Unemployed Workers Find Job Offers -- but It Doesn't Mean They Always Take Them
Harding, Margaret, Tribune-Review/Pittsburgh Tribune-Review
When Molly Maddox was offered a part-time job after about six months of being unemployed, she decided to hold out for something better.
Eight months passed before she was offered another job. That, too, was part-time. This time, she accepted.
"I thought this might be the last decent opportunity," said Maddox, 61, of West Deer, who works in Etna as a counselor for autistic children.
About 17 percent of unemployed workers have received at least one full- or part-time job offer, and almost all of those workers -- 92 percent -- turned down such an offer, according to a recent survey by Personified, a division of CareerBuilder.com. The reason most often cited -- low pay.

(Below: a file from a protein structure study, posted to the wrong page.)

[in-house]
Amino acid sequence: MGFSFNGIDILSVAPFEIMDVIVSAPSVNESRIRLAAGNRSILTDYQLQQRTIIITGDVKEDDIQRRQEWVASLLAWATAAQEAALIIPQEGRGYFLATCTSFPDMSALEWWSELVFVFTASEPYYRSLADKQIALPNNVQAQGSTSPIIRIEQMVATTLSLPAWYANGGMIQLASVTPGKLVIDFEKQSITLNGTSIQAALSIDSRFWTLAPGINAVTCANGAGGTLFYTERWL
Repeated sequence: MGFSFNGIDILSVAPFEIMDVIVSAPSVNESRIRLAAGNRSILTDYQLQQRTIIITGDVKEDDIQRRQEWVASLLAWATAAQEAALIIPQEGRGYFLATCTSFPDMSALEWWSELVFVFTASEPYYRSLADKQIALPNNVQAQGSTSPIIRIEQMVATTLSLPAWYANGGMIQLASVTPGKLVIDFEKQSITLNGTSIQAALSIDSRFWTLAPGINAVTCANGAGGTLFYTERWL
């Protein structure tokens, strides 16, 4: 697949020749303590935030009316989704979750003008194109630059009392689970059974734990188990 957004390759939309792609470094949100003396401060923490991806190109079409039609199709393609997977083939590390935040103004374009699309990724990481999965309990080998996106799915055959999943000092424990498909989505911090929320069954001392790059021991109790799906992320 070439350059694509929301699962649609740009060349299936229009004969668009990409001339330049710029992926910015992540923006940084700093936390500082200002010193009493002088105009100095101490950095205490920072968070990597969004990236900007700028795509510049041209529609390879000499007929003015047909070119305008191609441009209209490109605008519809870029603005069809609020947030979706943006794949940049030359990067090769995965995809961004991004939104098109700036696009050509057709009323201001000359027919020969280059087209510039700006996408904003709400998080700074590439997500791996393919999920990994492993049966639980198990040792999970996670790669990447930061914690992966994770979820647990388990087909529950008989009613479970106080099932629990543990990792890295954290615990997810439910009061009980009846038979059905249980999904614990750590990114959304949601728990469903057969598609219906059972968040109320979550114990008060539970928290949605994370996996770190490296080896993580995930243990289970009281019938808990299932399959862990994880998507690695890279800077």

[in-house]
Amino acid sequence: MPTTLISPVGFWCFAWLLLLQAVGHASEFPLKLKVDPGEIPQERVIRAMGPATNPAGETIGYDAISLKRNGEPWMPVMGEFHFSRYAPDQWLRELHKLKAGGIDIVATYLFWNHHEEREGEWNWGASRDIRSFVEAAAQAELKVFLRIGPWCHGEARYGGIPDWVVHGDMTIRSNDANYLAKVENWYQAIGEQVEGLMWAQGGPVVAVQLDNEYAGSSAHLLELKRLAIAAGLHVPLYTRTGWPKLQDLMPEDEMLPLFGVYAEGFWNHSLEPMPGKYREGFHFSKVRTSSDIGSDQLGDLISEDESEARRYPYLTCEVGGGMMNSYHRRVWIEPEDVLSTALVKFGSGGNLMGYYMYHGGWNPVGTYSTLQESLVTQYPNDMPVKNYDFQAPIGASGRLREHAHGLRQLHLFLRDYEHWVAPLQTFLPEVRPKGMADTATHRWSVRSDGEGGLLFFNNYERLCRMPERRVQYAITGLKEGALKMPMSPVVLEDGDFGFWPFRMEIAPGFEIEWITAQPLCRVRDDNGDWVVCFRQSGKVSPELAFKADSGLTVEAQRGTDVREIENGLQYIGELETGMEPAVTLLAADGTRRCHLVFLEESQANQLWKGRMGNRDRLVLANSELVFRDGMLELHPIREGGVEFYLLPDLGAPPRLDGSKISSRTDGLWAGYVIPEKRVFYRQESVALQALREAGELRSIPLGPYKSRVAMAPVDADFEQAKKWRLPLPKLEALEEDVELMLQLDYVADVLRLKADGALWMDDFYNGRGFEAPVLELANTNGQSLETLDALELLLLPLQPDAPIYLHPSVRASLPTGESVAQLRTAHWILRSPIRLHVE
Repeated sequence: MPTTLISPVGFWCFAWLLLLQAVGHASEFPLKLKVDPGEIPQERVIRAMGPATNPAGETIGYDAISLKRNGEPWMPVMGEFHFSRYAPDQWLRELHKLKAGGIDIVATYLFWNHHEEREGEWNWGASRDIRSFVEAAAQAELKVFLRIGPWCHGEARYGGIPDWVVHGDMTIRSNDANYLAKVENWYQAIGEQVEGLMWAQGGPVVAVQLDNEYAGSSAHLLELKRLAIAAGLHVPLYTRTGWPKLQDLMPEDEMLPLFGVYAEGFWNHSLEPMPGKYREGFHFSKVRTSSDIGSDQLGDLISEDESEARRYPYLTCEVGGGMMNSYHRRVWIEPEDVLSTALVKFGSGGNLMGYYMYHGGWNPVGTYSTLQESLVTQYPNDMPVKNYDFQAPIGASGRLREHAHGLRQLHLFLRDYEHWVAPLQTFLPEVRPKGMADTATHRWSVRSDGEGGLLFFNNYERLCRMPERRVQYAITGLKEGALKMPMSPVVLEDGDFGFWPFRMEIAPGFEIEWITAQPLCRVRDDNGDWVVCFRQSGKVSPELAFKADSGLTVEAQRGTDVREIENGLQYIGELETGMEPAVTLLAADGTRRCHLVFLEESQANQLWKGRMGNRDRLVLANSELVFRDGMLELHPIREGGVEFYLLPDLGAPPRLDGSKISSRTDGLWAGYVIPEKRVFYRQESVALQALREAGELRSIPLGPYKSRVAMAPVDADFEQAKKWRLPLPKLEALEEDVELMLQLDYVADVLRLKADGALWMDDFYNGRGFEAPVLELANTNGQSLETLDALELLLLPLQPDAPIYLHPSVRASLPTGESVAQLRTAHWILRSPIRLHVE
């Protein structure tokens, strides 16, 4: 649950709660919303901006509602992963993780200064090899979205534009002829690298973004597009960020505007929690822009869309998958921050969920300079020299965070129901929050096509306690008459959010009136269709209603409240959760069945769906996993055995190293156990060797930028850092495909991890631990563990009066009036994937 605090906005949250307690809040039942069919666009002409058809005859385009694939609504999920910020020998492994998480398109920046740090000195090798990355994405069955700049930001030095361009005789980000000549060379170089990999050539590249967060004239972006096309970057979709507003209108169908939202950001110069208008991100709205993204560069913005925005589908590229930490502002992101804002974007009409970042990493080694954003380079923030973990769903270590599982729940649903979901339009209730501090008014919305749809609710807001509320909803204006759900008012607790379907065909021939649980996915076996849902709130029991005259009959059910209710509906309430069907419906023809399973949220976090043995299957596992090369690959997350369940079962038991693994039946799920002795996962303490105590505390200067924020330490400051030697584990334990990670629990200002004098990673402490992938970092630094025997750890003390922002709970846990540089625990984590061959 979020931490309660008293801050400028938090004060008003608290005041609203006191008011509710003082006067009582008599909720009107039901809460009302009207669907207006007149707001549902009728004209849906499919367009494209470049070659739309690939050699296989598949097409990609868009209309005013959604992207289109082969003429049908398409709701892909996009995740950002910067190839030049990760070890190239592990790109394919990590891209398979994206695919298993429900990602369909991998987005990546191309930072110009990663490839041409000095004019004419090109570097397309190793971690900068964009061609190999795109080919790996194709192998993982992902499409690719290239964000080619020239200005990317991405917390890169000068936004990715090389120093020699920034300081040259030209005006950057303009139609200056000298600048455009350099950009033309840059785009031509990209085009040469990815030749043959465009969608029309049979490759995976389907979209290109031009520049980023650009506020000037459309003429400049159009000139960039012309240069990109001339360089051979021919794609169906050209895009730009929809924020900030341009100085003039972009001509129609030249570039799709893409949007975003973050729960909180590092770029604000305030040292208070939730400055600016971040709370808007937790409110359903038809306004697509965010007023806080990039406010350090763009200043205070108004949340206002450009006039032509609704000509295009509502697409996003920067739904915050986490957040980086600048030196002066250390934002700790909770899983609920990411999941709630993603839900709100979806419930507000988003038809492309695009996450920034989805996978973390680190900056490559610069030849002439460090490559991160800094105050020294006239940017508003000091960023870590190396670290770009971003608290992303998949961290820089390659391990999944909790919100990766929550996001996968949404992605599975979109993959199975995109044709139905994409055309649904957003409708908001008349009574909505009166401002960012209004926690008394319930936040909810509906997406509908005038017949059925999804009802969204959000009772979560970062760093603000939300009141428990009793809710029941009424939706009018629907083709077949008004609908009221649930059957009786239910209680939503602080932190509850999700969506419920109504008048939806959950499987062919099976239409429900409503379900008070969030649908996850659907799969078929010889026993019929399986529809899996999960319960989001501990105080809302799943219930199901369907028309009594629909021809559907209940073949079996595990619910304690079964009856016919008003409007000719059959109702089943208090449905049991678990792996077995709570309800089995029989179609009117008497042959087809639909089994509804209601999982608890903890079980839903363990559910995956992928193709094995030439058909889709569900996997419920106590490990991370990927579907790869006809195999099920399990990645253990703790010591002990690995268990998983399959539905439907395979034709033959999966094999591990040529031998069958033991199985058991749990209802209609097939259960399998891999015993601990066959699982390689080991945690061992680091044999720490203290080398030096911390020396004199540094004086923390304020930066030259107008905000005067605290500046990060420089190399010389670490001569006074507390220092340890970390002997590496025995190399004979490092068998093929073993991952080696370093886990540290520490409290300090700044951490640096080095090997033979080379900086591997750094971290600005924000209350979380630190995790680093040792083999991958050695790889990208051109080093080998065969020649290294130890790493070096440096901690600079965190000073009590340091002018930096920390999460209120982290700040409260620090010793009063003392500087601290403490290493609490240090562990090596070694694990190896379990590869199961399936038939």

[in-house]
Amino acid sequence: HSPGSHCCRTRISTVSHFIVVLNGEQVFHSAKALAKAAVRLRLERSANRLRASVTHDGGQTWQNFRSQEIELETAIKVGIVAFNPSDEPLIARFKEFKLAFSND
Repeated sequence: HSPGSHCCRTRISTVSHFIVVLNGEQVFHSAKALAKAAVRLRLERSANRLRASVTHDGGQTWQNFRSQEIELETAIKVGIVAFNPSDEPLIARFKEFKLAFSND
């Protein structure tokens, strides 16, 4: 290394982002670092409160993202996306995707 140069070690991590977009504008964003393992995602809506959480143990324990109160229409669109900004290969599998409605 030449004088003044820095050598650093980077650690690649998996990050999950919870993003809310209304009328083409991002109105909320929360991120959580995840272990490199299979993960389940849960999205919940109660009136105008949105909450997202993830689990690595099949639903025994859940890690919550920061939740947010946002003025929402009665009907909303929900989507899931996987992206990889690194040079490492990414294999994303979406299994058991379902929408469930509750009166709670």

The government's extension of unemployment benefits from 26 weeks to 99 weeks is a factor, career counselors said.
"If you're making somewhere in the mid-20s and collecting almost $19,000 a year (in unemployment), I think you can rationalize staying home," said Ron Alvarado, president of Novus Staffing Solutions in Robinson. "But I don't think that's going to be the case for someone making $60,000 to $70,000 a year."
He said jobs people have turned down usually are customer- service positions paying $12 to $16 per hour.
Unemployment benefits subsidize a job hunt so people can turn down offers in hopes of landing better ones, said James Craft, a business administration professor in Pitt's Joseph Katz Graduate School of Business.
But job qualifications change during times of economic upheaval, and unemployed workers might not be qualified for positions they held or are holding out for, Craft said. …